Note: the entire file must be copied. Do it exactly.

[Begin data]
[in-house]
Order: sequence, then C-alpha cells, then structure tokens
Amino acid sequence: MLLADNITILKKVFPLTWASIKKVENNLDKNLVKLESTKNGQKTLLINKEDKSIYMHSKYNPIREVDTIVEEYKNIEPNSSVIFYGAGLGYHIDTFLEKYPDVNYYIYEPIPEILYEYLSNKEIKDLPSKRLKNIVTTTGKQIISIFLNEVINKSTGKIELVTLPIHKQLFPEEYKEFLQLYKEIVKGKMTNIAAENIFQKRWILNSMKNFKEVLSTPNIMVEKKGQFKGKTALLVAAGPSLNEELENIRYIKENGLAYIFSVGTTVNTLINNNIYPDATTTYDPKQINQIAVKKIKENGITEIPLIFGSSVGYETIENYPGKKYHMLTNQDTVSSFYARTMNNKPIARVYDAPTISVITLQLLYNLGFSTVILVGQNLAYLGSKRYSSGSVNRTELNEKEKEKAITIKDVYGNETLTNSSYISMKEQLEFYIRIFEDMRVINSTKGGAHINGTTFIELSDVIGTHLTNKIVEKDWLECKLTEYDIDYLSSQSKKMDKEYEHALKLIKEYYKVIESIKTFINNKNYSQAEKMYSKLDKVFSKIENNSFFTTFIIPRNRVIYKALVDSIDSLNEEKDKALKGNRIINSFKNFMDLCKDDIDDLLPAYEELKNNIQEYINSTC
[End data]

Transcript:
[in-house]
Order: sequence, then C-alpha cells, then structure tokens
Amino acid sequence: MLLADNITILKKVFPLTWASIKKVENNLDKNLVKLESTKNGQKTLLINKEDKSIYMHSKYNPIREVDTIVEEYKNIEPNSSVIFYGAGLGYHIDTFLEKYPDVNYYIYEPIPEILYEYLSNKEIKDLPSKRLKNIVTTTGKQIISIFLNEVINKSTGKIELVTLPIHKQLFPEEYKEFLQLYKEIVKGKMTNIAAENIFQKRWILNSMKNFKEVLSTPNIMVEKKGQFKGKTALLVAAGPSLNEELENIRYIKENGLAYIFSVGTTVNTLINNNIYPDATTTYDPKQINQIAVKKIKENGITEIPLIFGSSVGYETIENYPGKKYHMLTNQDTVSSFYARTMNNKPIARVYDAPTISVITLQLLYNLGFSTVILVGQNLAYLGSKRYSSGSVNRTELNEKEKEKAITIKDVYGNETLTNSSYISMKEQLEFYIRIFEDMRVINSTKGGAHINGTTFIELSDVIGTHLTNKIVEKDWLECKLTEYDIDYLSSQSKKMDKEYEHALKLIKEYYKVIESIKTFINNKNYSQAEKMYSKLDKVFSKIENNSFFTTFIIPRNRVIYKALVDSIDSLNEEKDKALKGNRIINSFKNFMDLCKDDIDDLLPAYEELKNNIQEYINSTC